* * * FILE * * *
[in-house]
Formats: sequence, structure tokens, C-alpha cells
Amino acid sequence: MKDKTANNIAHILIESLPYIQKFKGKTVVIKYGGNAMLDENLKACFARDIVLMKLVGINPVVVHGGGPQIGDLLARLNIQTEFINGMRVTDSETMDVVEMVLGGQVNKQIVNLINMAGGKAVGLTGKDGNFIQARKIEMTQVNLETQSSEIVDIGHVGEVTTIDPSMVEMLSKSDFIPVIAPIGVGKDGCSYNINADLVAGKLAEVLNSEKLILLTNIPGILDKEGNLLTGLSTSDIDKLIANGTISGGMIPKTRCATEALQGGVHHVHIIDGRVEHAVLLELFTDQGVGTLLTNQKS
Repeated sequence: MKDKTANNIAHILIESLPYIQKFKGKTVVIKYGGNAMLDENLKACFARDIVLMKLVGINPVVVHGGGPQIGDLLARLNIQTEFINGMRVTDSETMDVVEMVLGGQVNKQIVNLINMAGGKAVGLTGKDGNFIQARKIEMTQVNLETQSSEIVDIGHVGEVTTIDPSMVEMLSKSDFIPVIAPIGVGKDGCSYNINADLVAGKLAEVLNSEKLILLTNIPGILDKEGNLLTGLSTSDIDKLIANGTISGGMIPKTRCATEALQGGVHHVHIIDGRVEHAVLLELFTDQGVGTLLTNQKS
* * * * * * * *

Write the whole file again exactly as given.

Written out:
[in-house]
Formats: sequence, structure tokens, C-alpha cells
Amino acid sequence: MKDKTANNIAHILIESLPYIQKFKGKTVVIKYGGNAMLDENLKACFARDIVLMKLVGINPVVVHGGGPQIGDLLARLNIQTEFINGMRVTDSETMDVVEMVLGGQVNKQIVNLINMAGGKAVGLTGKDGNFIQARKIEMTQVNLETQSSEIVDIGHVGEVTTIDPSMVEMLSKSDFIPVIAPIGVGKDGCSYNINADLVAGKLAEVLNSEKLILLTNIPGILDKEGNLLTGLSTSDIDKLIANGTISGGMIPKTRCATEALQGGVHHVHIIDGRVEHAVLLELFTDQGVGTLLTNQKS
Repeated sequence: MKDKTANNIAHILIESLPYIQKFKGKTVVIKYGGNAMLDENLKACFARDIVLMKLVGINPVVVHGGGPQIGDLLARLNIQTEFINGMRVTDSETMDVVEMVLGGQVNKQIVNLINMAGGKAVGLTGKDGNFIQARKIEMTQVNLETQSSEIVDIGHVGEVTTIDPSMVEMLSKSDFIPVIAPIGVGKDGCSYNINADLVAGKLAEVLNSEKLILLTNIPGILDKEGNLLTGLSTSDIDKLIANGTISGGMIPKTRCATEALQGGVHHVHIIDGRVEHAVLLELFTDQGVGTLLTNQKS